After the Strawberry is very good: engaging, considered, surprising. Lydia, the book’s young protagonist, has stopped eating and instead perseverates in thinking about the size of her body, small as it is. Kathryn Pope manages to bring the reader into Lydia’s world while also keeping that world private for Lydia, a place the character assiduously created in her struggle to make sense of things. Pope never sentimentalizes Lydia or anorexia; doesn’t over-explain or encroach. Pope lets Lydia, flawed and compelling, speak for herself.
Pope’s writing is perceptive and spare. Elegant. The content can be painful, uncomfortable at times, but there is a lightness to the work, an actual lightness, that lifts the reading. And the writing is excellent, a pleasure. “Lydia watched the backs of the night nurses’s heels as she left the room. Night nurses walked like cats. Lydia watched a hand close the door until there was just a slit of light at the bottom.” Many slits of light in After the Strawberry.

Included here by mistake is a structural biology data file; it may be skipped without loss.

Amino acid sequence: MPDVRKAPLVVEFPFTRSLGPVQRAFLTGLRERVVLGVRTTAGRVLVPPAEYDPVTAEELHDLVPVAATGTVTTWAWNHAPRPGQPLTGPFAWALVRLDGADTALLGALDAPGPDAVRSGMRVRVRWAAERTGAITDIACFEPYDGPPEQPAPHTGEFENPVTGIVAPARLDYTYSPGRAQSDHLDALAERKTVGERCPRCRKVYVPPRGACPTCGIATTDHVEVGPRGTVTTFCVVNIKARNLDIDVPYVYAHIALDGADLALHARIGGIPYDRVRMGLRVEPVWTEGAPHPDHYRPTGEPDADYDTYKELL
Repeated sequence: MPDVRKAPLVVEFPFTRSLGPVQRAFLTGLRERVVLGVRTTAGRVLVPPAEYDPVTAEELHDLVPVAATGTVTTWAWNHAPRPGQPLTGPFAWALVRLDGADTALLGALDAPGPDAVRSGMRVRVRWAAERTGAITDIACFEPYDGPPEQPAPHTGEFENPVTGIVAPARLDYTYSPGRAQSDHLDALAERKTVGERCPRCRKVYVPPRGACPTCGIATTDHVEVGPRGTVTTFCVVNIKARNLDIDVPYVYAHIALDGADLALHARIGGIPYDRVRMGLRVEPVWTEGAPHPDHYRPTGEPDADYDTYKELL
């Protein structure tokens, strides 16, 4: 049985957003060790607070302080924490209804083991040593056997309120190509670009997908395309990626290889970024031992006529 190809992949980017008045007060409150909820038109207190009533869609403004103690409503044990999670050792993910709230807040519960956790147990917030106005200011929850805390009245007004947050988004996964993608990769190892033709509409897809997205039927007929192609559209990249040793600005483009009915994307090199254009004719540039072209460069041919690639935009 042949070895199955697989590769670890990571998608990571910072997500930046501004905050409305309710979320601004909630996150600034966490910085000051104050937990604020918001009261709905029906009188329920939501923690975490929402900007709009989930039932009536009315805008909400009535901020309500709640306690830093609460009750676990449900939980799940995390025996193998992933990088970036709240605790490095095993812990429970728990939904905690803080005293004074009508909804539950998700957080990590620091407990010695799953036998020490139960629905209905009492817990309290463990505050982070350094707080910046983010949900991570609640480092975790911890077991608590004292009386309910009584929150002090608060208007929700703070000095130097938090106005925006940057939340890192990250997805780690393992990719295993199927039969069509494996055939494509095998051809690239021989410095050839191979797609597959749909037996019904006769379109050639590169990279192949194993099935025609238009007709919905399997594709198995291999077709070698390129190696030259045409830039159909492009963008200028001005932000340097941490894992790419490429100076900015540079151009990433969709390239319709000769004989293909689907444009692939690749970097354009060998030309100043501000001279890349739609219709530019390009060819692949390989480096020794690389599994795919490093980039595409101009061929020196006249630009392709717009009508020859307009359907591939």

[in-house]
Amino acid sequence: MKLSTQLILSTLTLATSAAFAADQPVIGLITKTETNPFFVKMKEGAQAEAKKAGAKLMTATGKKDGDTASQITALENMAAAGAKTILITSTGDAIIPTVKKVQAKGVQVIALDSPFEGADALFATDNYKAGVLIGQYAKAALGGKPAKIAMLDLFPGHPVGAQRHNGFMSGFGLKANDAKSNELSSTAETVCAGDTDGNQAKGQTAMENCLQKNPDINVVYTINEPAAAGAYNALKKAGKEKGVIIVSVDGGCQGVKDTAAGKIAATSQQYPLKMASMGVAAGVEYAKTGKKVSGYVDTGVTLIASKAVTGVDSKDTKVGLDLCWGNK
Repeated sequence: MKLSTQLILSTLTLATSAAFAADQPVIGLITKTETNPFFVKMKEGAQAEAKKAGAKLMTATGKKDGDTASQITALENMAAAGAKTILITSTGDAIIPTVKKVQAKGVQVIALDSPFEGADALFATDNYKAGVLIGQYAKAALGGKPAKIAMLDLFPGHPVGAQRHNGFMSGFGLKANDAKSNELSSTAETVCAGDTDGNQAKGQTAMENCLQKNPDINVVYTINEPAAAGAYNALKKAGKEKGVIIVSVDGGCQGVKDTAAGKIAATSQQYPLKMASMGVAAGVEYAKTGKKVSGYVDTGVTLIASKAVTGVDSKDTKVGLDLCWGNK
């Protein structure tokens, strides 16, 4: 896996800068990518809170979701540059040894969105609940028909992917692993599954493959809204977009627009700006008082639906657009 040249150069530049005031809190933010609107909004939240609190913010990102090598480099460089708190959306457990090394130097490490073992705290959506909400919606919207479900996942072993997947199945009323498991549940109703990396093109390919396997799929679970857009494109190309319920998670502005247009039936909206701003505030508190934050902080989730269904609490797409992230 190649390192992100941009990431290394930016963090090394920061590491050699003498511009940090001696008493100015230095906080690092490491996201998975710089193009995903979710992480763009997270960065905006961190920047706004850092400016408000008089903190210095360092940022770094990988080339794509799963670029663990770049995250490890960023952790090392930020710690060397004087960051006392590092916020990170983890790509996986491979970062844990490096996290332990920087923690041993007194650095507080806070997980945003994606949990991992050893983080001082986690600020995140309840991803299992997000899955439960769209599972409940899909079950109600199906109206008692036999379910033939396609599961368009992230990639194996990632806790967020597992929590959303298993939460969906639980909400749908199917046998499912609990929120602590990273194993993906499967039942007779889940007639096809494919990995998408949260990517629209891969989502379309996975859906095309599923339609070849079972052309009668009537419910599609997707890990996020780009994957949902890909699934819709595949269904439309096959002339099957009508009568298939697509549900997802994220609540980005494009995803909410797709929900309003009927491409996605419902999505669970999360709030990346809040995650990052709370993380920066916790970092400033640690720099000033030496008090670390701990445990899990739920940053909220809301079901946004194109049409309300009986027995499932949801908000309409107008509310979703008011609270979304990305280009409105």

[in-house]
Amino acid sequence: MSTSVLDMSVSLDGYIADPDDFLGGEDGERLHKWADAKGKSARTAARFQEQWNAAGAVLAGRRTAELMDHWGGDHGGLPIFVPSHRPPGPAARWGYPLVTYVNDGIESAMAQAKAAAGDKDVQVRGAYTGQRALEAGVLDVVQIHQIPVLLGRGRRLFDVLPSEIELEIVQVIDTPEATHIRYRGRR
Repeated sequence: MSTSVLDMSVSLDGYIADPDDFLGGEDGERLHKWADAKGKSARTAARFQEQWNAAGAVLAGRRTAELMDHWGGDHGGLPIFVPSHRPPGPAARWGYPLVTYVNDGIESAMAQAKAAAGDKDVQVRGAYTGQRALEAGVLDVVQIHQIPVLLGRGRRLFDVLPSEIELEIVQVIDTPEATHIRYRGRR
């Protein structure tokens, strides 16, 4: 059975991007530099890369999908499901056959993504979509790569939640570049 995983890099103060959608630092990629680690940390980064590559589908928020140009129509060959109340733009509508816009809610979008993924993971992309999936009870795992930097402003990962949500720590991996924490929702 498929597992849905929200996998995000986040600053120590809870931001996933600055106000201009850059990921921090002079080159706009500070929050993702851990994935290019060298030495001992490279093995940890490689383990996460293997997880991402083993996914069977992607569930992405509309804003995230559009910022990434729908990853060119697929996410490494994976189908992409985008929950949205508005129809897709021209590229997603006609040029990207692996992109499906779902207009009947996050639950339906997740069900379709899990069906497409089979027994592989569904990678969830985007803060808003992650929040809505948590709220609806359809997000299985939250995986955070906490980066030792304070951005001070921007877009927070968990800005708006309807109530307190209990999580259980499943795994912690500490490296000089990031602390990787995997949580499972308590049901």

“Digital Readers: An Essay.” Kathryn Pope, TeleRead
“Some people have skeletons in their closet. I have an enormous Barbie in mine.” Galia Slayen, Huffington Post